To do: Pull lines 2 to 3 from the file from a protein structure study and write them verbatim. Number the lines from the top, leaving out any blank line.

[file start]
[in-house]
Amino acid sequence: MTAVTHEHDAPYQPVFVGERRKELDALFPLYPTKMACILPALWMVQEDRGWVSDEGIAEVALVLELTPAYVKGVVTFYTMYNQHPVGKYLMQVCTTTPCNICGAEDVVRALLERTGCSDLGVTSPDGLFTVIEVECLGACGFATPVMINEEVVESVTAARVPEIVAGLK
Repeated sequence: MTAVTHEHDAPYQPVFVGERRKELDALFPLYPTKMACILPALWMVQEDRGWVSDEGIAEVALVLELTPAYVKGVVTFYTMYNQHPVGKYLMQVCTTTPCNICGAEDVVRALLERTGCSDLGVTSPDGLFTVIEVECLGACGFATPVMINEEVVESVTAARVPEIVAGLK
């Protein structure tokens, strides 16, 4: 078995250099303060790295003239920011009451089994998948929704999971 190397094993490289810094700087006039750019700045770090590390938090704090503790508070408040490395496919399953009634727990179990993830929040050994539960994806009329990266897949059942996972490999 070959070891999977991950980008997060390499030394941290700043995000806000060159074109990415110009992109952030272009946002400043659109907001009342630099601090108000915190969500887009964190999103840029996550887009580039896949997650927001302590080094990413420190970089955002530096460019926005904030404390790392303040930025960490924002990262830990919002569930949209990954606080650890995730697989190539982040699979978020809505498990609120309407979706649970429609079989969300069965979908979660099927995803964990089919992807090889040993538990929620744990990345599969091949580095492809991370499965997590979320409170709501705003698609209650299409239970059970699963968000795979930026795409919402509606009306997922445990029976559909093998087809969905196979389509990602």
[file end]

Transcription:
Amino acid sequence: MTAVTHEHDAPYQPVFVGERRKELDALFPLYPTKMACILPALWMVQEDRGWVSDEGIAEVALVLELTPAYVKGVVTFYTMYNQHPVGKYLMQVCTTTPCNICGAEDVVRALLERTGCSDLGVTSPDGLFTVIEVECLGACGFATPVMINEEVVESVTAARVPEIVAGLK
Repeated sequence: MTAVTHEHDAPYQPVFVGERRKELDALFPLYPTKMACILPALWMVQEDRGWVSDEGIAEVALVLELTPAYVKGVVTFYTMYNQHPVGKYLMQVCTTTPCNICGAEDVVRALLERTGCSDLGVTSPDGLFTVIEVECLGACGFATPVMINEEVVESVTAARVPEIVAGLK